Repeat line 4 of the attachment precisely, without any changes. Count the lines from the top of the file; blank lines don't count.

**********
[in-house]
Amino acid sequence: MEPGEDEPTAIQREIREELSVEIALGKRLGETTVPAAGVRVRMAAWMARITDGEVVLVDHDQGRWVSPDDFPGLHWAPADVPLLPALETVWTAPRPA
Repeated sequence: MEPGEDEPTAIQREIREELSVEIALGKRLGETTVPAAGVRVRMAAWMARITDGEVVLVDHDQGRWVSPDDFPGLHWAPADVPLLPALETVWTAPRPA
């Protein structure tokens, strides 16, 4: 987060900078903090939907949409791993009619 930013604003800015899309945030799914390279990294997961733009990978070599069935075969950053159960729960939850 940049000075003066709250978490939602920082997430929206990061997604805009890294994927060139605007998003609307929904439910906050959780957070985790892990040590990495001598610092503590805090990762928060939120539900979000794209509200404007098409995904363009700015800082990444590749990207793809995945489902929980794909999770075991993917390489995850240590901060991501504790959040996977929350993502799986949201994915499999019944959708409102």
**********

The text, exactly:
């Protein structure tokens, strides 16, 4: 987060900078903090939907949409791993009619 930013604003800015899309945030799914390279990294997961733009990978070599069935075969950053159960729960939850 940049000075003066709250978490939602920082997430929206990061997604805009890294994927060139605007998003609307929904439910906050959780957070985790892990040590990495001598610092503590805090990762928060939120539900979000794209509200404007098409995904363009700015800082990444590749990207793809995945489902929980794909999770075991993917390489995850240590901060991501504790959040996977929350993502799986949201994915499999019944959708409102």